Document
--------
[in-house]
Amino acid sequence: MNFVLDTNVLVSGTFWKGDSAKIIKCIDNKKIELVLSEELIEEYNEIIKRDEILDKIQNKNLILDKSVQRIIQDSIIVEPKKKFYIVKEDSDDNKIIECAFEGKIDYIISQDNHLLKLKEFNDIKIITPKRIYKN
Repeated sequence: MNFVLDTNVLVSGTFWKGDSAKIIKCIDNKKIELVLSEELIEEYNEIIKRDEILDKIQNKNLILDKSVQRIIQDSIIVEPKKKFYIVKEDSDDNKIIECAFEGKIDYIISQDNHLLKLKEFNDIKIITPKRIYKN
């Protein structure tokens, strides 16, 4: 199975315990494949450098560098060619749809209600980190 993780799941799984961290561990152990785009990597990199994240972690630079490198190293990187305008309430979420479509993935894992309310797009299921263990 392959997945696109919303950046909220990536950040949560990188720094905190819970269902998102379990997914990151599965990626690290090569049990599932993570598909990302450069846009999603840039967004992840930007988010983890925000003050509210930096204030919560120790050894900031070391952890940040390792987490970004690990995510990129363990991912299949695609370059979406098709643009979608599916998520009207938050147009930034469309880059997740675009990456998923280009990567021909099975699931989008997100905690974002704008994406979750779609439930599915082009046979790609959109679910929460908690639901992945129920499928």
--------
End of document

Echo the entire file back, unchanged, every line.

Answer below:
[in-house]
Amino acid sequence: MNFVLDTNVLVSGTFWKGDSAKIIKCIDNKKIELVLSEELIEEYNEIIKRDEILDKIQNKNLILDKSVQRIIQDSIIVEPKKKFYIVKEDSDDNKIIECAFEGKIDYIISQDNHLLKLKEFNDIKIITPKRIYKN
Repeated sequence: MNFVLDTNVLVSGTFWKGDSAKIIKCIDNKKIELVLSEELIEEYNEIIKRDEILDKIQNKNLILDKSVQRIIQDSIIVEPKKKFYIVKEDSDDNKIIECAFEGKIDYIISQDNHLLKLKEFNDIKIITPKRIYKN
């Protein structure tokens, strides 16, 4: 199975315990494949450098560098060619749809209600980190 993780799941799984961290561990152990785009990597990199994240972690630079490198190293990187305008309430979420479509993935894992309310797009299921263990 392959997945696109919303950046909220990536950040949560990188720094905190819970269902998102379990997914990151599965990626690290090569049990599932993570598909990302450069846009999603840039967004992840930007988010983890925000003050509210930096204030919560120790050894900031070391952890940040390792987490970004690990995510990129363990991912299949695609370059979406098709643009979608599916998520009207938050147009930034469309880059997740675009990456998923280009990567021909099975699931989008997100905690974002704008994406979750779609439930599915082009046979790609959109679910929460908690639901992945129920499928």